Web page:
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Forging a Poison Prevention and Control System FIGURE 3-3 Poisoning death rates, 2001 (rates based on external cause codes as F codes). SOURCE: Fingerhut (2003). The NHIS also appears to underestimate the total incidence of poisonings that are directly treated by health care providers. The NHIS-derived estimate of approximately 1.2 million differs substantially from the upper-end estimate of 2.3 million cases annually based on combined data from NAMCS/NHAMCS. The ratio of the NHIS to TESS “telephone

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Forging a Poison Prevention and Control System contact only” cases is 0.21; the ratio of the NHIS to NAMCS/NHAMCS health care provider-treated cases is 0.51. A number of factors may drive underestimates from the NHIS that could differentially impact telephone consultation as compared with directly treated cases. Of interest are visits in which a patient’s primary “reason for visit” formed the sole basis for defining a poisoning event (data not shown in Table 3-11). This might be comparable to a question- FIGURE 3-4 Poisoning death rates by geographic division, United States, 2001. (Undetermined includes the 64 deaths classified as homicides.) SOURCE: Fingerhut (2003).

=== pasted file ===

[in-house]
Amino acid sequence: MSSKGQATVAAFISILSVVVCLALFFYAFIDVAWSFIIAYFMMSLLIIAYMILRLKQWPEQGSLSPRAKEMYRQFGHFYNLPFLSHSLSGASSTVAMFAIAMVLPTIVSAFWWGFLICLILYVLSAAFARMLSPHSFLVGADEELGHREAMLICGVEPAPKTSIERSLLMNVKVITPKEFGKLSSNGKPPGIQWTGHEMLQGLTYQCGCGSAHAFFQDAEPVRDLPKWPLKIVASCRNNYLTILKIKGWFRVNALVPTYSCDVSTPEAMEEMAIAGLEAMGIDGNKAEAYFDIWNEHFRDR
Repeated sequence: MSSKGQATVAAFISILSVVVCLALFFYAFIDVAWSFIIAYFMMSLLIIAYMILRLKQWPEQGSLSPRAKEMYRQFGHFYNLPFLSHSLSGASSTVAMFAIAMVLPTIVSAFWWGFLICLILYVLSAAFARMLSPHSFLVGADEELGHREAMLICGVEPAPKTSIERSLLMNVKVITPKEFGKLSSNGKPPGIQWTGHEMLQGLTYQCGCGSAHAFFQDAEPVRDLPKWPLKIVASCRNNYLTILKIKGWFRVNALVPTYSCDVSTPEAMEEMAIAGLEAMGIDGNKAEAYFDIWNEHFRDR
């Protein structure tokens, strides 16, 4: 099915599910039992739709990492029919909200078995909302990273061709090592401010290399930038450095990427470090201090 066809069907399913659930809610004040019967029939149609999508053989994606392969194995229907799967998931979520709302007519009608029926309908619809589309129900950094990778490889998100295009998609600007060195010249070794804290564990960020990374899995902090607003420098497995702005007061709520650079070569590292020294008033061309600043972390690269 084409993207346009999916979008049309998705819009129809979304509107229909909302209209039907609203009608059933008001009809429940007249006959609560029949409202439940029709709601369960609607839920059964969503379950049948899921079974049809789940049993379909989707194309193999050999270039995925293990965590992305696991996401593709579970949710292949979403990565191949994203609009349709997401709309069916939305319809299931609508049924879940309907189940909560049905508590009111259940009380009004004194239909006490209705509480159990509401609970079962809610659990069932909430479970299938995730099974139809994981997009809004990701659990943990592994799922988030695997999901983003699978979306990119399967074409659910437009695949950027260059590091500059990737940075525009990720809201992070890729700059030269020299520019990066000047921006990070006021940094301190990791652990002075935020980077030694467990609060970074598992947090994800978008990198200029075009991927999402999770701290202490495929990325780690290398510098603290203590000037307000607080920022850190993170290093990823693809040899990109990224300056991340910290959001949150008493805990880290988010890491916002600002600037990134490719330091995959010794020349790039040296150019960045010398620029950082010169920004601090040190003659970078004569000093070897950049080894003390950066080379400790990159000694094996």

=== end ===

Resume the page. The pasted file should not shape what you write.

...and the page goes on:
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Forging a Poison Prevention and Control System TABLE 3-11 Estimates of Annual Poisoning Episodes by Level of Care from All Sources Level of Care Data Source Annual Incidence Total episodes NHIS 1,575,062 TESSa 2,267,979 Telephone contact only NHIS 374,794 TESSa 1,736,010 Total treated by direct health care provider contact NHIS 1,170,970 TESSa 498,524 NAMCS/NHAMCS 2,287,771b NEISS-AIPc 924,702 Seen at doctor’s office/clinic or outpatient facility without subsequent emergency department contact NHIS 520,782 NAMCS/NHAMCS 922,877b Seen in emergency department without subsequent hospitalization NHIS 557,914 NHAMCS 1,112,320b NEISS-AIPc 749,245 TESSa 244,513 Hospitalized NHIS 92,274d NHAMCS 265,714 NHDS 282,012b TESSa 147,891 NEISS-AIPc 175,457 Died NHDS 3,770 TESSa 1,074 NCHS 24,173e aToxic Exposure Surveillance System: 2 percent of TESS exposures are associated with food poisoning. TESS hospitalizations include psychiatric admissions. bVisit estimate discounted to account for possible multiple visits per episode, as follows: NAMCS—50 percent, NHAMCS outpatient—14 percent, NHAMCS ED—5 percent, NHDS—3 percent. cNational Electronic Injury Surveillance System—All Injury Program. This source does not include envenomation in its poisoning category; 20 percent of “other bite/sting” episodes are therefore included in this table. dEstimate has low statistical reliability (relative standard error > 30 percent or sample N < 30). eExcludes 6,627 cases coded with alcohol-related behavioral disorder as the underlying cause of death. SOURCE: Cisternas (2003).